U.S. Justice Department Starts Investigation On Complaints Against Texas’ Juvenile Prisons

The United States Justice Department started to investigate the complaints against Texas’ Juvenile Prisons. The investigation is part of the aim to overhaul the country’s most troubled prisons.

The complaints against Texas’ Juvenile Prisons include violence and sexual abuse. Advocacy groups and families filed the complaints on behalf of the victims.

The Complaints Are Disturbing

The New York Times reported that in one juvenile detention in Central Texas, a prison officer was charged with sexual assault in October 2019. This came after the prison officer was accused of forcing a boy in custody to perform oral sex on him while in his cell. The incident became news a day after the alleged crime because the boy tried to kill himself.

In another detention facility in Texas, a corrections officer was fired as a teenage girl claimed she was pregnant with his child. The corrections officer was later charged.

Just last year, another prison worker was arrested as there were allegations he had a relationship with a teenager who was on parole. In other complaints filed to the Justice Department, they claimed that guards often resorted to force. There were also reports of gang wars, fights, and suicide attempts at the facilities. Over the years, nearly a dozen of the staff members of Juvenile Prisons were arrested on charges of sexual abuse and the like against the juveniles.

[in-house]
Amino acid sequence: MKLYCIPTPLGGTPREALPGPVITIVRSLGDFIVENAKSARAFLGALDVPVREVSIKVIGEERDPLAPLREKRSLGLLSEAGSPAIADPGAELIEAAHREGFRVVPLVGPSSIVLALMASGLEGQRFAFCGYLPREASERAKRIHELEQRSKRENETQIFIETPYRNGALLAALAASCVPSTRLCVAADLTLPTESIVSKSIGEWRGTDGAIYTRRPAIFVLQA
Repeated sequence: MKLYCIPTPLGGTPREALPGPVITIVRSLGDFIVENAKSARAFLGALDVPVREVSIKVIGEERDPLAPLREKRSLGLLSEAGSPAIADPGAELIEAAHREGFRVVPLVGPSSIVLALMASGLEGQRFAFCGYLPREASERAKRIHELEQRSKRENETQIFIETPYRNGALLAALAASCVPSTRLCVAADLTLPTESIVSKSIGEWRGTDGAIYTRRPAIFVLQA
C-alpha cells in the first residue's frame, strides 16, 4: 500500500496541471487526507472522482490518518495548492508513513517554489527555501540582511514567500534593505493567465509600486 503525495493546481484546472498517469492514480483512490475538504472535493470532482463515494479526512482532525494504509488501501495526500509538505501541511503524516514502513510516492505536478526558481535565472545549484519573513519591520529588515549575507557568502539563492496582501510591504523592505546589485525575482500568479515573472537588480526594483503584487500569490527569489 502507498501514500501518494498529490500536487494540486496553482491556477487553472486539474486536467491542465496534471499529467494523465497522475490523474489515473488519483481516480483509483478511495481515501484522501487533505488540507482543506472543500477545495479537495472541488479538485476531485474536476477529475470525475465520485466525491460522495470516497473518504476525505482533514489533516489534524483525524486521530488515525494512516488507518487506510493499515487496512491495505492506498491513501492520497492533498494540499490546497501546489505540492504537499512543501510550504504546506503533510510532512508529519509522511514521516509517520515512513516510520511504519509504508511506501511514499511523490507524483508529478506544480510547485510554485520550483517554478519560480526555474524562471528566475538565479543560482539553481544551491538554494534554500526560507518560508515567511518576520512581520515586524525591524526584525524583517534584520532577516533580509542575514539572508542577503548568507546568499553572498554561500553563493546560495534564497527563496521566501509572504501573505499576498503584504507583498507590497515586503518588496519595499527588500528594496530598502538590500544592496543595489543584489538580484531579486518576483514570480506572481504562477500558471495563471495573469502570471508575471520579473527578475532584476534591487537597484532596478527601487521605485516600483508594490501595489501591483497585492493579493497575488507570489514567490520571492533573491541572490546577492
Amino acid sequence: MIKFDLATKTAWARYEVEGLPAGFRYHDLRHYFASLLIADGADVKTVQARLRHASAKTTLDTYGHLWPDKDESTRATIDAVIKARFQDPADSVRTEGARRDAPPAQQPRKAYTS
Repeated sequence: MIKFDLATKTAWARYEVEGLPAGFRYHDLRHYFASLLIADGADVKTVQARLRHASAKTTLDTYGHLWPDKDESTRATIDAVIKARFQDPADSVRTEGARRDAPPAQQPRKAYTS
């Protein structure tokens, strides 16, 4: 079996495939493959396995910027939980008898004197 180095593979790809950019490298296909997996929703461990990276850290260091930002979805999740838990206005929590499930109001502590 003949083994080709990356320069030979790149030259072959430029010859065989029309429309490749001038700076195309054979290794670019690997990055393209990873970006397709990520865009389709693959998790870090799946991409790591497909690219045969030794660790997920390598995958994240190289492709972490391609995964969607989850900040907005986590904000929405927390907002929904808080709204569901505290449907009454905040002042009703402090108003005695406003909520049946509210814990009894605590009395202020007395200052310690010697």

U.S. Justice Department Starts Investigation On Complaints Against Texas’ Juvenile Prisons
Image Credit: Wikimedia Commons

Investigation Comes After Federal Government Urged To Interfere

The investigation of the Justice Department came almost a year after two Texas advocacy groups called Disability Rights Texas and Texas Appleseed filed a complaint to urge the federal government to intervene. The New York Times noted that these two organizations have been working together since 2007 to push for changes regarding Texas’ juvenile justice system.

In light of the investigation, the executive director of the Texas Juvenile Justice Department, Camille Cain, told The New York Times that they would fully cooperate with the investigators as they share the same goals for the youth in their care. She added that they want to provide safety, effective rehabilitation, and the best chance to lead a productive and fulfilling life.